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1. Identify the central issues: Focus on what seems to be key problems.
Separate superficial issues from the key problems. The superficial issues are usually just symptoms of deeper, ingrained problems. Use the planning, organizing, actuating and controlling framework to assist in identifying the central issues. Also decide on the management problem-solving approach to follow.
2. Organize the pertinent facts: Utilize the central issues as centres around
which substantiating and relevant facts are organized. Put the facts in different format if this will assist in their understanding. Charts and matrix forms, for example, are helpful.
3. Determine the alternatives: There is always more than one possible
answer. Think and imagine until at least three or four possibilities are evolved. In some case studies alternatives are quite clear, while in others some deep thinking and probing are required.
4. Evaluate the alternatives: Basically this involves relating certain important
facts in support of a certain alternative and repeating this for each alternative. Some facts will support a given alternative; others will indicate preference for a different alternative. Also some facts will suggest the consequences of choosing one alternative over another. Judgement and experience will also assist in evaluating the alternatives.
5. Select the alternative recommended: All things considered, what appears
to be the strongest, most appropriate and most feasible alternative is selected and recommended. This selection is a natural out-growth of step-4. By this means the case solver is aware of the strengths as well as the limitations of a choice.
Questions for Case Study Analysis
What is going on here? Is there a problem at all? What precisely is the problem? What has caused it? Are we looking at causes or symptoms? What are the main issues? Why are these issues important? Whose problem is it? What precisely are his objectives? What should he try to do now? What possible courses of action are open? How realistic is each of the actions/solutions proposed? What are their possible effects?
Tackling Case Studies – A Descriptive Thought for OB / HRD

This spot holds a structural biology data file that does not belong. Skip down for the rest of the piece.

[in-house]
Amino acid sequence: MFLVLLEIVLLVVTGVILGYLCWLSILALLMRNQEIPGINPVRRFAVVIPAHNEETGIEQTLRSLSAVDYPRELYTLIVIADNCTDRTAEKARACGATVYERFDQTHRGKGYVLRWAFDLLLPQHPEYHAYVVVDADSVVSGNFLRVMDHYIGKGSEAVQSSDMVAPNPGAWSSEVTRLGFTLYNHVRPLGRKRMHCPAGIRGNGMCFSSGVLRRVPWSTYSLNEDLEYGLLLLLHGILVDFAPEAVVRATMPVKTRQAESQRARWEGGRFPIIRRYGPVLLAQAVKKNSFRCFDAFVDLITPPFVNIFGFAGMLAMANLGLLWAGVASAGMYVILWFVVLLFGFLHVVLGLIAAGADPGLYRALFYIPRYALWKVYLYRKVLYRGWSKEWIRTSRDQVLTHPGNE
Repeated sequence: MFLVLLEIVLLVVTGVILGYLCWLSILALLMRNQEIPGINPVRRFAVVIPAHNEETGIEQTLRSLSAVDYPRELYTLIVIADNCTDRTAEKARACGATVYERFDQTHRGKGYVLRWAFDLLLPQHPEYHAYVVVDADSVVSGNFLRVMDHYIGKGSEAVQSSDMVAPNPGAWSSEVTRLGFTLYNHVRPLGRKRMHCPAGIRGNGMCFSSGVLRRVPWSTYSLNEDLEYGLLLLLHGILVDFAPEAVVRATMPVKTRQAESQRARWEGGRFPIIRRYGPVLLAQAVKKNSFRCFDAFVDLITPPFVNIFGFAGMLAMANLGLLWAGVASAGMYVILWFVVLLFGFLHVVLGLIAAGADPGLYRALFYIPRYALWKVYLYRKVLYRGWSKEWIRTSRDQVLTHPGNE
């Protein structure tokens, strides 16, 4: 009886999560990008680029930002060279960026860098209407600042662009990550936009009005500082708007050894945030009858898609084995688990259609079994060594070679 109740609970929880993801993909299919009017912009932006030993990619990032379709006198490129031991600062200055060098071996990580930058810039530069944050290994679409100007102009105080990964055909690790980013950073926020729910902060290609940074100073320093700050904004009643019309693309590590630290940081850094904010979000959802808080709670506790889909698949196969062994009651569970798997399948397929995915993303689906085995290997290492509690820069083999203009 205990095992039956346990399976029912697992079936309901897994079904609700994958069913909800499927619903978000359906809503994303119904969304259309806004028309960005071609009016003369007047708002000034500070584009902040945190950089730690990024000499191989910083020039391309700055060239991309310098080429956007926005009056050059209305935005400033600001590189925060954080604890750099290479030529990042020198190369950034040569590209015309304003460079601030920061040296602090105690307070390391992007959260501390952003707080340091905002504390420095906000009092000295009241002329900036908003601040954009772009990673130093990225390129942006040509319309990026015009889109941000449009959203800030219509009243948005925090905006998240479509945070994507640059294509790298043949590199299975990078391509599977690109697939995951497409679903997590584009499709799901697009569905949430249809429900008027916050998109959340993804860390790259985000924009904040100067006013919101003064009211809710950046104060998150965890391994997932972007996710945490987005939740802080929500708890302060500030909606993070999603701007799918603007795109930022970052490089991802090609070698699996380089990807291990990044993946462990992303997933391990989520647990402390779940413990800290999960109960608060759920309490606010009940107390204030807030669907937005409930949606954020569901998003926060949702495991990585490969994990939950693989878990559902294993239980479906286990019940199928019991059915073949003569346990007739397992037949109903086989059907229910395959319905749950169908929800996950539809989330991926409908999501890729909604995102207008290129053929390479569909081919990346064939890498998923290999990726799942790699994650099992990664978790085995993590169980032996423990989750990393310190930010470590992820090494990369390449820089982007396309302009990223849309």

A case study is a concise description of a situation which exists or a series of events which have taken place in an organization. This description may be drawn from actual events in a particular organization or it may be a fabricated description which draws its inspiration from several parts of the author’s experience. Whatever its source, this description [perhaps with organization charts and tables of data included] is the scenario which you will be asked to analyze. Often these scenarios describe a number of things which have gone wrong or indicate things left undone which should have been done and sometimes illustrate effective and sometimes ineffective practice and management. Usually you will be given questions to answer or a course of action to comment on or you will be invited to make recommendations which have to be supported by argument and analysis. This method of learning from case studies has long been the core of most business schools teaching. Students learn by ‘participating’ actively in the business case, rather than ‘passively’ studying the theory behind it. In the conventional business school the treatment of case studies usually falls in several parts: 1. The students individually analyze the case and prepare their own comments on the situations they discover, together with some possible solutions. 2. They may then discuss the case, formally or informally, as part of a team of students. 3. They will then attend a classroom session during which the various ideas developed by the individuals and groups will be tested against each other. The professor’s role in this session will be to ‘chair’ the discussion ensuring that the students fully develop their own ideas. 4. At the end of this classroom session the professor will summarize the principal learning points that emerged from the case. The most important part of this treatment is , the individual analysis. You will gain a lot from this element. Your task will be to identify the relevant principles and concepts from the course and shoe how they are indeed useful in understanding the situation and generating recommendations. To do this, you will not need to know the technicalities of the selected industry or organization. Indeed, if you do have some